Hello, friends! Along my journey to better health, I have discovered some things that I have found to be vital for maintaining a healthy and happy life. Last week I shared 5 of the things that have helped me. You can find Part One of my list of tips here, in case you missed it. This week, I’ll be giving you 5 more.
I hope you found the advice for healthy living in my last post helpful! Today I am sharing some more things I have tried and found to work for keeping me on track with my diet, as well as helping me to stick with it for just over a year now!
Here are my 5 tips for you:
Drink plenty of water.
This is so very important; that’s why I’m including this tip even though you are probably rolling your eyes right now because you’ve heard it way too many times before. Sorry. :)
Sometimes when you feel hungry, you are actually thirsty. Whenever I feel hungry, I take a big drink of water. If I’m still hungry a few minutes later, I eat. If not, I know I was only thirsty.
I’m not a naturally thirsty person, and if I’m not intentional about hydration, I will go all day barely drinking anything. So, whenever I do take a drink of water, I really guzzle it, like a cup or two at a time; I don’t sip it or it will take forever to get through one bottle and I’ll end up dehydrated.
Our bodies need lots of water to survive. I’ve heard the recommendation to drink half of your body weight in ounces, (If you weigh 140 pounds, you’d need to drink 70 ounces a day) and that’s usually my goal.
I have a very large water bottle, and I try to drink 2 of those every day. I don’t always finish it all, but it’s a good visual reminder of how much I’ve had and still have to go.
However, if you eat a diet that is mostly fresh fruits and vegetables, which have a high water content, you don’t require as much water as they recommend.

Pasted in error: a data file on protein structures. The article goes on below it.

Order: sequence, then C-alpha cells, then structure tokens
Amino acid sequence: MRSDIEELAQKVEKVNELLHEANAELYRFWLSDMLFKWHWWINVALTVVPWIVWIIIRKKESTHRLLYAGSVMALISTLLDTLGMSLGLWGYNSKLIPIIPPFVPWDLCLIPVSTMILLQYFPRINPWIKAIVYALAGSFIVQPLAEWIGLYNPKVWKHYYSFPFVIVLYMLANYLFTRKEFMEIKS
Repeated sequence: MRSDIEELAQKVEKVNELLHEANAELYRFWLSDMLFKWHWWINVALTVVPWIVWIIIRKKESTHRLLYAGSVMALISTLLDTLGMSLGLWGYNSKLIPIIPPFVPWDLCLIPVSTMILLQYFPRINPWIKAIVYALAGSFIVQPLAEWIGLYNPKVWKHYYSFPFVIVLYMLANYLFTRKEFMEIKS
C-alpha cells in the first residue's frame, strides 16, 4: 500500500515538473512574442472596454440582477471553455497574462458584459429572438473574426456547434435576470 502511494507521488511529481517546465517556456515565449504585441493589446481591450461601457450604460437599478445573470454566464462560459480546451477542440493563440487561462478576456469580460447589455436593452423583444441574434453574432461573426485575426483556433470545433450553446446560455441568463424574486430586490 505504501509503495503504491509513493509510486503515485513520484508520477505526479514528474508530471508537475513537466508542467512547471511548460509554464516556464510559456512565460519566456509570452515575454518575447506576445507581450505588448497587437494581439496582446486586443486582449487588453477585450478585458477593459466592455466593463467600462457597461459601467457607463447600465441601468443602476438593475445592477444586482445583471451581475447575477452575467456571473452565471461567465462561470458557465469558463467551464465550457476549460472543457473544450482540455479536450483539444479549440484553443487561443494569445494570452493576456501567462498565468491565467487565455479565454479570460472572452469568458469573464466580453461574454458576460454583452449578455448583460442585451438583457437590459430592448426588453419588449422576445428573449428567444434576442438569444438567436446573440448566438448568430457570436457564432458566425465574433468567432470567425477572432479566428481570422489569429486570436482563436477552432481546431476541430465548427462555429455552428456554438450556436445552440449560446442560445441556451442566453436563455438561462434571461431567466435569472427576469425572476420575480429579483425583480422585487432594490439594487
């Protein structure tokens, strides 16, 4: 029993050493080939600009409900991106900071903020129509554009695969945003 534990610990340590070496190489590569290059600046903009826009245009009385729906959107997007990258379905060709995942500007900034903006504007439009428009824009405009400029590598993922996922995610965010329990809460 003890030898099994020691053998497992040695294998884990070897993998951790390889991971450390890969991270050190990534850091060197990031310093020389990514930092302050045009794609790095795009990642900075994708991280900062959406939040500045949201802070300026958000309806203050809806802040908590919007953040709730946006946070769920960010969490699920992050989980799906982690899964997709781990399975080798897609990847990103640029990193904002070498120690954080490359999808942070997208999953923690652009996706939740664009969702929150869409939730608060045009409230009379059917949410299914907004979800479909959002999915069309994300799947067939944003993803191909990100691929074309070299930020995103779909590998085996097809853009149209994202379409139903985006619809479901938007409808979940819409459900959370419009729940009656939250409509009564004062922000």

That’s not for me.
When I open my pantry and see that can of dog food or that package of cat treats, I know that those things are not for me to eat, so they don’t even tempt me to have just a few or to indulge in just one bite.
The same would go for some infant formula or a tub of playdough. They are not for me, so I don’t even indulge the notion of eating them.
That is what I tell myself every time I see a bag of chips or a box of crackers or a candy bar. Those things are not for me. If for one second, I let myself think that I could just try one bite or eat a small portion, the wall around my resolve will have a gaping hole in it, and will be more likely to crumble. I will have to exercise tremendous willpower to resist it.
It’s just a mental thing, but it does help. I wouldn’t think of eating a nice juicy box of crayons because it’s not for me. It’s not what I eat. And neither is that piece of cake.
Eat more vegetables, less meat.
If your goal is to include lots of vegetable and fruits, beans and nuts and seeds in your diet, then you will be doing great things for your body and your health, and a little meat or cheese won’t hurt you. But the fact is, fruits and vegetables are more nutritionally dense than any other kind of food, so the more you eat of those things, the better off you will be.
You can try decreasing the amount of hamburger or chicken you add to your chili, burgers, soups, or casseroles and replacing it with a few extra veggies. You can make one day a week meatless or restrict meat to one meal a day. Just find something that works for you.
If you concentrate on making your food as nutritious and healthy as possible and including as much fresh or frozen produce as you can, you can feel good about the fact that you are preventing diseases and doing great things for the health of your body. You are ensuring that you will maintain a healthy weight and a long life.
It has to be doable for you and for your life, though, so make the effort to find out what that is. It may be making your diet “clean” 80% of the time or 90% –just do what you can. Make the commitment to increase your vegetable consumption. You’ll be so glad you did.